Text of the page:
After quick introductions in the parking lot at Darnall's (the name of the range in Bloomington, Illinois), Hackathorn made it abundantly clear what the class would be about--"I'm all about fighting with a handgun." The "gun nut" and the hobbyist part of us all would have to be put on hold. (Hackathorn could not help himself and several times started, no, he did, not me, the gun chatter at breaks on the range).

Hackathorn stressed that while everyone there may dearly love guns that they are secondary to the mind. Guns are just a means by which the will of the mind is expressed.

To express one's will, the mind must be pre-programmed to perform the correct response as when the fight is on, loss of fine motor skills, tunnel vision, hearing loss and the mind's self-limitations under stress, your subconscious will be capable of reflexive actions as your conscious mind handles other matters.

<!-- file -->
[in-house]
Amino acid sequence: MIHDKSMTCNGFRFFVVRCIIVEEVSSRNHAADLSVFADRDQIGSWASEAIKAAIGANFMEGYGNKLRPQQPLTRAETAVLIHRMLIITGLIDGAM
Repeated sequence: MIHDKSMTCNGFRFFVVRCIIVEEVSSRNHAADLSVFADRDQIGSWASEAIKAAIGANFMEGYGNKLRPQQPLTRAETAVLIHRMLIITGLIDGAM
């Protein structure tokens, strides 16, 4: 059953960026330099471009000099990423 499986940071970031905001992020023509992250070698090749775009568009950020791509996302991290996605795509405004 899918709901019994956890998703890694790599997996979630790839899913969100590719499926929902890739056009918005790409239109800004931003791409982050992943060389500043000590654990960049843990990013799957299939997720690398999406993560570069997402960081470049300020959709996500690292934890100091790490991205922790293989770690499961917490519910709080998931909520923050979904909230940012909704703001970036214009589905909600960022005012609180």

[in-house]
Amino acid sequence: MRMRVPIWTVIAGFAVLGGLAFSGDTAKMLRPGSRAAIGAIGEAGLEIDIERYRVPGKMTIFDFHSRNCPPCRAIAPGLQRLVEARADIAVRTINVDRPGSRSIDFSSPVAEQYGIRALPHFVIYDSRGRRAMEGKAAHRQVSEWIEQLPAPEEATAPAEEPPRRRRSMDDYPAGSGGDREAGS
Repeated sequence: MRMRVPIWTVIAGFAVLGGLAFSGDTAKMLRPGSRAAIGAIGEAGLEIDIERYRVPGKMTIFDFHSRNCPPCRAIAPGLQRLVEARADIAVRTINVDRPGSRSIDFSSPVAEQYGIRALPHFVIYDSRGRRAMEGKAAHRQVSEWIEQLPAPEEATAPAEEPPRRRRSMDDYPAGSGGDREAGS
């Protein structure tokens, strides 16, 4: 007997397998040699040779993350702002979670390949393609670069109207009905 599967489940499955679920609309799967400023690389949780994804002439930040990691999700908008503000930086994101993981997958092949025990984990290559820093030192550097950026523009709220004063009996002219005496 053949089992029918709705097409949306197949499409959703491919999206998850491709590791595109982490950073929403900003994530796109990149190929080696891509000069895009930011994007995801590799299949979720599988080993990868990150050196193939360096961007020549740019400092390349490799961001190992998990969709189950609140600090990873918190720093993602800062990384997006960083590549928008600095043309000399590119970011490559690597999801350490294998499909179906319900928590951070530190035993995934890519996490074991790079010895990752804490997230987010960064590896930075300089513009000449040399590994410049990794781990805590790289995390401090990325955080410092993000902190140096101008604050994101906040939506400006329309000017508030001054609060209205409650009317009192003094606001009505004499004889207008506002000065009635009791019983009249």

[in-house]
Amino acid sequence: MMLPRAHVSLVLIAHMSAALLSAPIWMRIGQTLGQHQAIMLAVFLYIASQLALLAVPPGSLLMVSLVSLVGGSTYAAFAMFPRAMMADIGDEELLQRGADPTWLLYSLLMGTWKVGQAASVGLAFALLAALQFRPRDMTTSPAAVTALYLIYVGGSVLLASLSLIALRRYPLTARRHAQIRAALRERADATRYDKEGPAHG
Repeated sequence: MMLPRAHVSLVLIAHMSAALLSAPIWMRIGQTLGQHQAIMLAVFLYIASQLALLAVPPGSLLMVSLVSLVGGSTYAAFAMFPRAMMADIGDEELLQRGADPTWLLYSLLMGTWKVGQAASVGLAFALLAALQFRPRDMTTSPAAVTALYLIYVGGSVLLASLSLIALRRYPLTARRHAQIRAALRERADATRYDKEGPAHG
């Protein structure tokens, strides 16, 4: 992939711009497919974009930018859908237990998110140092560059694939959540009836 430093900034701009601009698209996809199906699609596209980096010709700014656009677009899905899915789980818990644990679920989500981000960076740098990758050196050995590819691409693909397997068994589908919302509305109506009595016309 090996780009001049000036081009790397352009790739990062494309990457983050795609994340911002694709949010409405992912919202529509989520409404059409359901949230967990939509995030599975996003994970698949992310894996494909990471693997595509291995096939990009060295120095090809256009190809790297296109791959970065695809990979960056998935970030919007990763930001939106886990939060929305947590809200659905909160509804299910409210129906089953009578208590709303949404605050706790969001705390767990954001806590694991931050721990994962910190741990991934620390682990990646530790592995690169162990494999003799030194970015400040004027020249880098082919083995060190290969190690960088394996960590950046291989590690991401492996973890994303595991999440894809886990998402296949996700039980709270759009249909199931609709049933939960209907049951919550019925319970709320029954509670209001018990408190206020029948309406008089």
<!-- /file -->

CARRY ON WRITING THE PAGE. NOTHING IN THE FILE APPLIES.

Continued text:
Hackathorn acknowledged that he could not help us become championship shooters but no one there was much interested in that anyway. The purpose of the class was to "open a chapter" in the story of our education. Telling us that there were many paths to Nirvana, Hackathorn showed us a way that perhaps we had not considered (he kept using that awful phrase "thinking outside the box"; I kept thinking of that telephone commerical).